Criticisms aside, I found the publication to be an important contribution to the history of art from the north. Willard points to this significant aspect of the exhibition in her text, in that Inuit art (the art historical categorization of art from the north) is rarely encountered outside of a commercial gallery or museum context. Its relatively short existence as an art market (which has developed over the past sixty years), coupled with the paternalistic attitude of the south toward the north has kept such artists’ work from being considered in contemporary contexts. This serves to further uphold outdated and often racist assumptions about “traditional” practices and notions of cultural “authenticity” – with Canada’s Igloo tag or Alaska’s Silver Hand program serving as markers of “native-ness” to prospective buyers. Willard succinctly describes the contradictions inherent in this development, stating “In the rapid onset of christianizing and colonization taking place in the Artic many ‘traditional’ ways of life, arts and Inuit languages were actively suppressed by church and state, yet it was the representations of these traditions which captured the attention of art audiences” (12). Willard argues that the interest in such representations of culture allowed artists from the north some degree of creative independence but it is clear that these habituated ways of seeing are still very much with us today.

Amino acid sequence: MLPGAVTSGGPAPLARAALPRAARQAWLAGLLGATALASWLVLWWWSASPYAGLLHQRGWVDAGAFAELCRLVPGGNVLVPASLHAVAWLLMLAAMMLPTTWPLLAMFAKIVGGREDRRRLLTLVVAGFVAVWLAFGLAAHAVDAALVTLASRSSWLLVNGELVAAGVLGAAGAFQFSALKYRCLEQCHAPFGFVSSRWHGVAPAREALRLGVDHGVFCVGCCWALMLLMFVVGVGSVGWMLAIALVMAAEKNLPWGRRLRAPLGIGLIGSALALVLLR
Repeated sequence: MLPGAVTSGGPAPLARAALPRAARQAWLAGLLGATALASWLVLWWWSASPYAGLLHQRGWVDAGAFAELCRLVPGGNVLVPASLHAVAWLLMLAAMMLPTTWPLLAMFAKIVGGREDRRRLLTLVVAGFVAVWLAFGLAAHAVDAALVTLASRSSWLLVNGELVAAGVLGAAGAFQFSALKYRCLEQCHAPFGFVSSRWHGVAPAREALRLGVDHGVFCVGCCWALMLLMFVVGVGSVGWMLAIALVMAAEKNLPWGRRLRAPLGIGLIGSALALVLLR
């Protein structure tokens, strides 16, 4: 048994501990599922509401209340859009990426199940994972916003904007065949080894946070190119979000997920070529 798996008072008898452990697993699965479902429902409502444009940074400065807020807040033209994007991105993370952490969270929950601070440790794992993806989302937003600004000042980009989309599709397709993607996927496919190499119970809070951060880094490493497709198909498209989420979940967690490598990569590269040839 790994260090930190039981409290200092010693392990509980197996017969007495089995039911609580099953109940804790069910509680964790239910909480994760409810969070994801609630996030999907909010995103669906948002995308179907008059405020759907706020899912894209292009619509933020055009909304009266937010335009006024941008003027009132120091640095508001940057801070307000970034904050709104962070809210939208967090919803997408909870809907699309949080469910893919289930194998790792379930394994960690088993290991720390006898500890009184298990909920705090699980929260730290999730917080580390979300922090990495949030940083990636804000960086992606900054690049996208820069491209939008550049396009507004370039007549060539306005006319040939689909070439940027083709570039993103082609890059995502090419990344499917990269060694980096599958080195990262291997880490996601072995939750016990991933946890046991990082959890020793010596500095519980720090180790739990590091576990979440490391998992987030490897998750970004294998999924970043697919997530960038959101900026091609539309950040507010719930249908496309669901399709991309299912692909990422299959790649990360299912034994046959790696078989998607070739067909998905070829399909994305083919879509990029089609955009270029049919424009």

The artists in BLIZZARD work to disrupt these conventions. Jamasie Pitseolak’s soapstone sculptures are perhaps the best example of this, as soapstone carvings are almost exclusively found in museum and commercial galleries along with high-end tourist shops. Pitseolak’s sculptures, which he pieces together rather than carving from one block of stone, are humorous charming but not in the paternalistic sense of laughing at an Other – they rather make the viewer laugh at themselves through the use of visual puns. In Chicken Nuggets (2011), for instance, a small stone chicken peers down at a number of pyrite stones, which are gold in colour. By making the English words literal through sculptural form, Pitseolak makes the language strange for the viewer. Willard describes this as a cultural translation, wherein “we, as viewers, end up laughing at ourselves and are compelled to examine our own cultural perceptions” (15).